Cervical Cancer: Overview
Cervical cancer, or cancer of the cervix, is a cancer affecting the cervix, which is the entrance to the uterus in women. It has been strongly linked to the Human Papilloma Virus (HPV) and recently available HPV vaccines can greatly reduce the risk. Cervical cancer typically causes no symptoms until its later stages, and is often detected early only as an abnormality on a regular Pap smear test. Later symptoms may include pelvic pain, bleeding between menstrual periods, bleeding after sex, and other symptoms from the spread of the cancer to other organs, such as bladder symptoms or bowel symptoms. Differential diagnosis may include cervical polyps, other endometrial disorders or uterine disorders, or other causes of the particular symptoms. Treatment options for later stage cervical cancer include chemotherapy, radiation therapy, and surgery such as hysterectomy.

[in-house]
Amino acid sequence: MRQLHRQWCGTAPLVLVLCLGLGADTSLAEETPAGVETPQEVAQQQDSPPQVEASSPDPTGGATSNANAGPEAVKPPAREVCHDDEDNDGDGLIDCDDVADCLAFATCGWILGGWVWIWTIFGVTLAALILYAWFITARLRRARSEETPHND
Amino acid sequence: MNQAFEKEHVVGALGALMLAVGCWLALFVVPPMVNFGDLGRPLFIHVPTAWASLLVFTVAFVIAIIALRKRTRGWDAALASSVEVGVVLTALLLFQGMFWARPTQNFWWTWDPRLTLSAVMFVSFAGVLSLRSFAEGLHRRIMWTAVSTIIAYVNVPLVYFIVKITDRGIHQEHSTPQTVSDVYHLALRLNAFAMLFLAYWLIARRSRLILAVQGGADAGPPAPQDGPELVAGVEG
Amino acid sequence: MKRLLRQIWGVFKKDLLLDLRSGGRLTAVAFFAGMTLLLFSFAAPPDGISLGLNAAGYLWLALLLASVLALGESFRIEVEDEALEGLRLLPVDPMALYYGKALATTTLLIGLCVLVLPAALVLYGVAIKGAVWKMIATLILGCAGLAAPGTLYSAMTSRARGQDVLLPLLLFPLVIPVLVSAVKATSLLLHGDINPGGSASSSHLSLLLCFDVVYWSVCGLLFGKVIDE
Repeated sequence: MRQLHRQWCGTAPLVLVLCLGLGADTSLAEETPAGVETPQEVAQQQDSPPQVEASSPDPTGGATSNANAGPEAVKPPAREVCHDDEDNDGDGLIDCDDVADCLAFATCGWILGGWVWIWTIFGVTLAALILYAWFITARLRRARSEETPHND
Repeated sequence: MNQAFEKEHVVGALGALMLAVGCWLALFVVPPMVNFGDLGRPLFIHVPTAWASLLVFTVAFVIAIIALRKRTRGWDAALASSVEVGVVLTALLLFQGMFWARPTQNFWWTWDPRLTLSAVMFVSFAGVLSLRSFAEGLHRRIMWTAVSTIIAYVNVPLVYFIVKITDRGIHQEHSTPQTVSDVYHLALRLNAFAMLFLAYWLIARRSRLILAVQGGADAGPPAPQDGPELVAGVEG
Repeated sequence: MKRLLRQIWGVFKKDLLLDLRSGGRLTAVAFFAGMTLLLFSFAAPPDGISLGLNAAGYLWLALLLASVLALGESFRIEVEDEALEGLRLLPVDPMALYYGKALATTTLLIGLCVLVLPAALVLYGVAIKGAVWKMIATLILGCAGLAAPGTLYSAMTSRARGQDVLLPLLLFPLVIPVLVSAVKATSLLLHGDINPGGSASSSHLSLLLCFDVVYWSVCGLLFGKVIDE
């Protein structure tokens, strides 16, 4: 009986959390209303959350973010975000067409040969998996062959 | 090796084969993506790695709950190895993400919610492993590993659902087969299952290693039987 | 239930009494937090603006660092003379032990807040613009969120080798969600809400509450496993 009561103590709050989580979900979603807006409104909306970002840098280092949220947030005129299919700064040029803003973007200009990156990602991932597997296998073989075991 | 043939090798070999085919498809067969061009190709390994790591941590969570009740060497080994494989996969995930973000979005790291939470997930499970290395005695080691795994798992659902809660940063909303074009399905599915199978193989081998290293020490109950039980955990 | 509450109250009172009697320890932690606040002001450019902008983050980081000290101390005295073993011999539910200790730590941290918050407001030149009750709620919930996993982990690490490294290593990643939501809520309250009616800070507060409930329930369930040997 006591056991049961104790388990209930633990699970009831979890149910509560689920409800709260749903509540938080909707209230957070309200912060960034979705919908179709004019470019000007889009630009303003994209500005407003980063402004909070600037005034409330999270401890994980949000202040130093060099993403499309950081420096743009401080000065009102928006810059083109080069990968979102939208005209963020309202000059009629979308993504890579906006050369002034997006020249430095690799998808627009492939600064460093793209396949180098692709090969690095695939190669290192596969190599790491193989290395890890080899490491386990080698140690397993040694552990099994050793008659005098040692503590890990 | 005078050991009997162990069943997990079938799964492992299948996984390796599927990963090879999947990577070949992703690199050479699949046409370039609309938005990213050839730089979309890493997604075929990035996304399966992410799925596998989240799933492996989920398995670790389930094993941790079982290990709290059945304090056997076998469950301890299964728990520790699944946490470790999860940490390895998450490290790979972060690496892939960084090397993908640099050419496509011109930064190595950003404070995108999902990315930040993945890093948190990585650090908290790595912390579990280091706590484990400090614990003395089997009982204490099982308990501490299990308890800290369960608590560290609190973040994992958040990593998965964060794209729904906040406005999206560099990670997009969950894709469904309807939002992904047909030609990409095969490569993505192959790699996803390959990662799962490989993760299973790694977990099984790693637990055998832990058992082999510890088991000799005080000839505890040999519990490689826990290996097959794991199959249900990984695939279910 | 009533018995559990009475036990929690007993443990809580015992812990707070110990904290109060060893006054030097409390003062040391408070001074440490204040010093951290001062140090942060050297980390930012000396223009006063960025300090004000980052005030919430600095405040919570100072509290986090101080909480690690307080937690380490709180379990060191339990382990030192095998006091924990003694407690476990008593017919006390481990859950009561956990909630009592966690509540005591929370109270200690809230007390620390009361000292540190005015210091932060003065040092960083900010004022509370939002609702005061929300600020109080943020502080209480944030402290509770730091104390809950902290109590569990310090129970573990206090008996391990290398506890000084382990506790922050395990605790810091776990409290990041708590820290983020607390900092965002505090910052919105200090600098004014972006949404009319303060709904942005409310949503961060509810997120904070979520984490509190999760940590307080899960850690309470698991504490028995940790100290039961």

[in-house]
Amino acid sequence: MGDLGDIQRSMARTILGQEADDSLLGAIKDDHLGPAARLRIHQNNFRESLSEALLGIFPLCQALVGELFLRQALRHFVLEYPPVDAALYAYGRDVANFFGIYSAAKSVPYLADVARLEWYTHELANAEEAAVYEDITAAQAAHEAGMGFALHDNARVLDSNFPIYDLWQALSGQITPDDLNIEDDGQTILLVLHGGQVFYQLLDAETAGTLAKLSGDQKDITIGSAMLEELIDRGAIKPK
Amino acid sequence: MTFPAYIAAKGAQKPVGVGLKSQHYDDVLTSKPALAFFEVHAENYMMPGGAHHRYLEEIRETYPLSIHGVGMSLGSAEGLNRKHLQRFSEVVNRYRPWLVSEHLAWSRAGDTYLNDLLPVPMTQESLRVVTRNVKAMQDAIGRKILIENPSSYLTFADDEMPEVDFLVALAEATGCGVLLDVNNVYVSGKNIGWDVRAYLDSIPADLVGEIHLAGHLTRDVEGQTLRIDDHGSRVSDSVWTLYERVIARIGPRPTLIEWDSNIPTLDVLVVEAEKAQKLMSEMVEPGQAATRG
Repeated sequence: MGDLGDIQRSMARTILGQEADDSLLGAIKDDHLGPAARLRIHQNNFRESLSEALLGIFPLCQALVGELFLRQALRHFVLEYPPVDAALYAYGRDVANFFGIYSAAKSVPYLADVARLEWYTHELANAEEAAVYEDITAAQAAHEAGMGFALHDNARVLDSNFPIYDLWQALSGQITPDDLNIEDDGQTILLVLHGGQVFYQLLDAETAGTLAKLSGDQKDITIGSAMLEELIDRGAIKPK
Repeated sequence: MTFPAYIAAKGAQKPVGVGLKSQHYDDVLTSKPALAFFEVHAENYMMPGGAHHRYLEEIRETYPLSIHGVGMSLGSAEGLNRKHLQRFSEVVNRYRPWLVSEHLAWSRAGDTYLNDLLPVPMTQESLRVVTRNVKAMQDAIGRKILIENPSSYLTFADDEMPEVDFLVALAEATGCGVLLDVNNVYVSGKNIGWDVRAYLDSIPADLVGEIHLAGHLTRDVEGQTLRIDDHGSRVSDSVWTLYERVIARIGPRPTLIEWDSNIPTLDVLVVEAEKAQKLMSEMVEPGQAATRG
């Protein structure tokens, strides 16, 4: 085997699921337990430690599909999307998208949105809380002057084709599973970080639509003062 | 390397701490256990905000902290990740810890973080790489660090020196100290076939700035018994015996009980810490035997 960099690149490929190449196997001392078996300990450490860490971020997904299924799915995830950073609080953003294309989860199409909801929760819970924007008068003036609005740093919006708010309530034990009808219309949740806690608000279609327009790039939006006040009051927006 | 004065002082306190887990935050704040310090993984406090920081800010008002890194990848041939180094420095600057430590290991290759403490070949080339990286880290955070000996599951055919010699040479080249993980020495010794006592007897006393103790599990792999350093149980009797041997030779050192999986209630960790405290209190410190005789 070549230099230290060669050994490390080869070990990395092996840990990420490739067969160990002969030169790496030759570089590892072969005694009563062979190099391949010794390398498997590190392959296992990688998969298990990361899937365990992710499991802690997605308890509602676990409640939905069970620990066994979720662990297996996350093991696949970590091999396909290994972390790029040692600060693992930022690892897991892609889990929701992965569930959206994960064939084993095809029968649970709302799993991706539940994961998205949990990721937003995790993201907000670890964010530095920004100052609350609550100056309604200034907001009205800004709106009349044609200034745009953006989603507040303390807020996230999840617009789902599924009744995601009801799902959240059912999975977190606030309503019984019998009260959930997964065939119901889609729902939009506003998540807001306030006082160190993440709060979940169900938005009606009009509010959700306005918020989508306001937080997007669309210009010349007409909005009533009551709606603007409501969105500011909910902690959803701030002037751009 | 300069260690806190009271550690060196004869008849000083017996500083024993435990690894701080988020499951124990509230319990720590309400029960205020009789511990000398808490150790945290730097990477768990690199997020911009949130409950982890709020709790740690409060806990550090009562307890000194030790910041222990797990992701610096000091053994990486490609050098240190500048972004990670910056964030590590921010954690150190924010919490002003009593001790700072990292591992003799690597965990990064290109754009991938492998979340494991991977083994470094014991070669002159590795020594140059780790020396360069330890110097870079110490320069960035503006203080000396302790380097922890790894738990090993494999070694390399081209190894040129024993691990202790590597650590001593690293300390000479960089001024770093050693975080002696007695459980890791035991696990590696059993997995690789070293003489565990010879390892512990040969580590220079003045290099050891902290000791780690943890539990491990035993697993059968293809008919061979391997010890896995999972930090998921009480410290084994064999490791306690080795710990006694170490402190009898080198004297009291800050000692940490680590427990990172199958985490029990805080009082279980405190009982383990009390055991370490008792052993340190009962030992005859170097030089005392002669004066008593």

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Back to: « Cervical Cancer
- Cancer: Cancer is the general class of diseases caused by the body’s own cells reproducing too rapidly. The dividing cells
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- Cervical Polyps: Cervical Polyps are small hard lumps or nodules (polyps) in the cervix, which is the entrance to the uterus in
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- Pelvic Pain: Pelvic pain usually refers to menstrual pain or internal abdominal pain of the reproductive organs in women. Less commonly, the
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- Bleeding between menstrual periods: Inappropriate vaginal bleeding between menstrual bleeding is called metrorrhagia. Bleeding is usually light but can be heavy in some cases
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- Bleeding: Bleeding is a symptom of many types of trauma, injury, or disease. It may range from harmless minor bleeding to
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